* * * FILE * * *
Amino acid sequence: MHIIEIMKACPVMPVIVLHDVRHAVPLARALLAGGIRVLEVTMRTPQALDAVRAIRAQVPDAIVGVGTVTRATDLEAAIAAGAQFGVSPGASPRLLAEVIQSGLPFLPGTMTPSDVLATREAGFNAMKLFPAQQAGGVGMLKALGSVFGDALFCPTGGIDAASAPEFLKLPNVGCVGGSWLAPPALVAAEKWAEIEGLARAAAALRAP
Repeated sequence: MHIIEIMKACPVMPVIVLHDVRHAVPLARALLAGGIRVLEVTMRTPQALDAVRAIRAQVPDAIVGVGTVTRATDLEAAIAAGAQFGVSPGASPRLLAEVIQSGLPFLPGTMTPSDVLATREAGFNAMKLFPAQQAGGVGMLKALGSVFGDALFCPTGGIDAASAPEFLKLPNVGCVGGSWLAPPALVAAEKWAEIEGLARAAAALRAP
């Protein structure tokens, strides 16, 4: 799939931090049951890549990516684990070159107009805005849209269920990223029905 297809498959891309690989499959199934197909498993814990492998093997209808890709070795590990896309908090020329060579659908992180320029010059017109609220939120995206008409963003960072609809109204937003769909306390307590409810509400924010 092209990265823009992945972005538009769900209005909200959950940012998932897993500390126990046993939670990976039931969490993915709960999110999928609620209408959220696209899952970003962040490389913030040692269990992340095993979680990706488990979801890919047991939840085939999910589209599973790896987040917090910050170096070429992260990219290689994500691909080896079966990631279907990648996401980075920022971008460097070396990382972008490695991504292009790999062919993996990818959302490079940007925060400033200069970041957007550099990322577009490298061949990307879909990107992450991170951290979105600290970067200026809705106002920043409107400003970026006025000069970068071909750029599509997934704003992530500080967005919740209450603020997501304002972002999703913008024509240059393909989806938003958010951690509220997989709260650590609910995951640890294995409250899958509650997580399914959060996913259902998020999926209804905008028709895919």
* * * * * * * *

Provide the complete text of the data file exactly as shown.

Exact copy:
Amino acid sequence: MHIIEIMKACPVMPVIVLHDVRHAVPLARALLAGGIRVLEVTMRTPQALDAVRAIRAQVPDAIVGVGTVTRATDLEAAIAAGAQFGVSPGASPRLLAEVIQSGLPFLPGTMTPSDVLATREAGFNAMKLFPAQQAGGVGMLKALGSVFGDALFCPTGGIDAASAPEFLKLPNVGCVGGSWLAPPALVAAEKWAEIEGLARAAAALRAP
Repeated sequence: MHIIEIMKACPVMPVIVLHDVRHAVPLARALLAGGIRVLEVTMRTPQALDAVRAIRAQVPDAIVGVGTVTRATDLEAAIAAGAQFGVSPGASPRLLAEVIQSGLPFLPGTMTPSDVLATREAGFNAMKLFPAQQAGGVGMLKALGSVFGDALFCPTGGIDAASAPEFLKLPNVGCVGGSWLAPPALVAAEKWAEIEGLARAAAALRAP
């Protein structure tokens, strides 16, 4: 799939931090049951890549990516684990070159107009805005849209269920990223029905 297809498959891309690989499959199934197909498993814990492998093997209808890709070795590990896309908090020329060579659908992180320029010059017109609220939120995206008409963003960072609809109204937003769909306390307590409810509400924010 092209990265823009992945972005538009769900209005909200959950940012998932897993500390126990046993939670990976039931969490993915709960999110999928609620209408959220696209899952970003962040490389913030040692269990992340095993979680990706488990979801890919047991939840085939999910589209599973790896987040917090910050170096070429992260990219290689994500691909080896079966990631279907990648996401980075920022971008460097070396990382972008490695991504292009790999062919993996990818959302490079940007925060400033200069970041957007550099990322577009490298061949990307879909990107992450991170951290979105600290970067200026809705106002920043409107400003970026006025000069970068071909750029599509997934704003992530500080967005919740209450603020997501304002972002999703913008024509240059393909989806938003958010951690509220997989709260650590609910995951640890294995409250899958509650997580399914959060996913259902998020999926209804905008028709895919």